How do I build a map with a Bubble Overlay in Tableau?
As part of our Tableau Training at The Information Lab Ireland, we like to examine different charts and how best to use them to answer the questions of our data. Not everyone is a fan of bubble charts but they can have their place in Data Visualization when used correctly. Bubbles can quickly inform a viewer about relative concentration of data and using bubbles as an overlay on maps puts geographically-related data in context quickly for the viewer. With large data sets it gives the viewer a geographical overview of the data in question. In this instance we are again using a small data set that shows Minimum wages across 22 E.U. states.
The purpose of the viz is three fold. We want to show where there is a concentration of higher wages, we want to show country rank and we want to show the actual minimum wages (Gross Pay €) relative to each other. While a simple colour-coded, filled map would indeed show the rank and concentration of higher wages, the relative sizes of each bubble allows us to get a quick view of the relative differences in actual wages and invites us to inquire further.
How do I build a map with a bubble overlay in Tableau?
There’s not too much to the data this time round. This data was put together from data collected by Eurostat. It’s worth noting that there are some countries omitted, either because they don’t have a minimum wage or because data was not available at the time. For our purposes, it works perfectly and given that it is something that has been mentioned, most recently by President Macron, it is topical.
First things first, we need to get our map set up. It couldn’t be easier, simply pull your Country Dimension into the Marks card and use the dropdown menu to set it to Map.
So the first measure we want to put on our chart is the rank. In this case we have decided to show rank by colour ans we do this by again bringing our Measure SUM Rank into Colour on our Marks card. At this point many people would be happy to leave the viz like this and if it were the case that we simply wanted to show the rank, this would be entirely acceptable. Be we want to get a little bit more from our data and answer a few more questions.
The Relative Measures
Now by all means we could have used the rank measure again and used bubbles to illustrate the measure 1 – 22 but apart from making the bubbles really small, to the point of almost being invisible, it would also be a waste.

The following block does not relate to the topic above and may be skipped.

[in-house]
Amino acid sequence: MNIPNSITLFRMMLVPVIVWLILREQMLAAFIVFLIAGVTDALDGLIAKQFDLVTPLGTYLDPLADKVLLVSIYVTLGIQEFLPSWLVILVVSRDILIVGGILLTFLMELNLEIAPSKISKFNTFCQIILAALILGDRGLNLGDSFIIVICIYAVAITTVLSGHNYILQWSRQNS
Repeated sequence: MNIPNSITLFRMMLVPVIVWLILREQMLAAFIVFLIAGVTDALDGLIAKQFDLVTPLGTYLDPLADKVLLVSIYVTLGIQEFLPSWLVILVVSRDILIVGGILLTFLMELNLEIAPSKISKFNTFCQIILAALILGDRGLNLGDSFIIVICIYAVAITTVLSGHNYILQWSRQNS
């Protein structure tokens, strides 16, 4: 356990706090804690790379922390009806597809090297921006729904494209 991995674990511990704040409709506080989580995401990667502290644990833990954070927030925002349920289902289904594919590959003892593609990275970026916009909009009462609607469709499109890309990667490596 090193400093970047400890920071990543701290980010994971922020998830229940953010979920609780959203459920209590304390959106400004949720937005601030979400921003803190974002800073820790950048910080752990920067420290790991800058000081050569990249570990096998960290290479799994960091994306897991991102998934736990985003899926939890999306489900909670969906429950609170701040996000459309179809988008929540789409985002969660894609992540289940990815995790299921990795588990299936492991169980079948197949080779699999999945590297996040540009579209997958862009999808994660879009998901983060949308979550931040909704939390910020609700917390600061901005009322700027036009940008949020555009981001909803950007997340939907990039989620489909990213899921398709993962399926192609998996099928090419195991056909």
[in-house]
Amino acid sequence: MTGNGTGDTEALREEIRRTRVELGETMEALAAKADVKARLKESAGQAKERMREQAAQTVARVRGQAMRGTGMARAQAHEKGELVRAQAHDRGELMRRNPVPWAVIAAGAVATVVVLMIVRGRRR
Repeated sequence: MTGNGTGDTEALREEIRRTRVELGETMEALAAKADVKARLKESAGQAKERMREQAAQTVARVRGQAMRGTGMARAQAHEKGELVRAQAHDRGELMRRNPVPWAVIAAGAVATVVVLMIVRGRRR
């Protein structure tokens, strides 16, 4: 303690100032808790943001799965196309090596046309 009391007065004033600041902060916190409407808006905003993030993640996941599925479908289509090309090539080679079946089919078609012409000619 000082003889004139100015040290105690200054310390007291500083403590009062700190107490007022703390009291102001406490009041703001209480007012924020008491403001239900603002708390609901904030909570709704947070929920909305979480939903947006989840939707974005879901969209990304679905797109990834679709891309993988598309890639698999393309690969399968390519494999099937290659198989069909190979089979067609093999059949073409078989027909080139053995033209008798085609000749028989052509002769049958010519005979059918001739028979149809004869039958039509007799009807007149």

Remember we started this blog by pointing out that Bubble Charts as an overlay on a map were a great way of showing geographic concentration of data.
In this instance, we can see immediately that minimum wages in north east EU states are higher than the rest of the EU. We of course have seen this already on the previous filled (shaded) map but what the bubble lets you see is the relative gap between states and invites you to investigate the differences further. If for example we look at Slovenia and Germany, two countries that are, according to their colour, quite close in rank (6th and 9th), we can see that they are proportionately very far apart. Germany is almost twice the size of Slovenia and the figures bear that out… €1,498 versus €805.
Add a filter for better interactivity
As a final touch and to get the most out of the information we have, we can add a filter. This allows us to reset parameters and show geographic trends more clearly. In this case, we can see that there is quite a gulf between EU states in the north east and those around the Med and former Eastern Bloc.
Don’t forget to tidy your Tooltip
As always it’s a good idea to tidy your tooltip and do make sure to break it up where possible so that the information will be clearer on narrow devices such as phones.
The Information Lab (“TIL”) is a Gold resale partner of Tableau and Alteryx and offers related consulting and training across seven territories in Europe. TIL has offices in Ireland, the UK, Germany, France, Italy, the Netherlands and Luxembourg.
Clients include Coca-Cola, Close Bros Bank, PepsiCo, Deloitte, UBS, Solar Turbines & Boston Consulting Group. The Information Lab has worked with Close Brothers Bank to support their use of Alteryx for compliance with IFRS 9.
The Information Lab Ireland is at the forefront of creating a data-driven culture in Ireland. As part of its vision, The Information Lab Ireland regularly hosts free events throughout the country to show how being data-driven can improve decision making and lead to a better understanding of the world around us.
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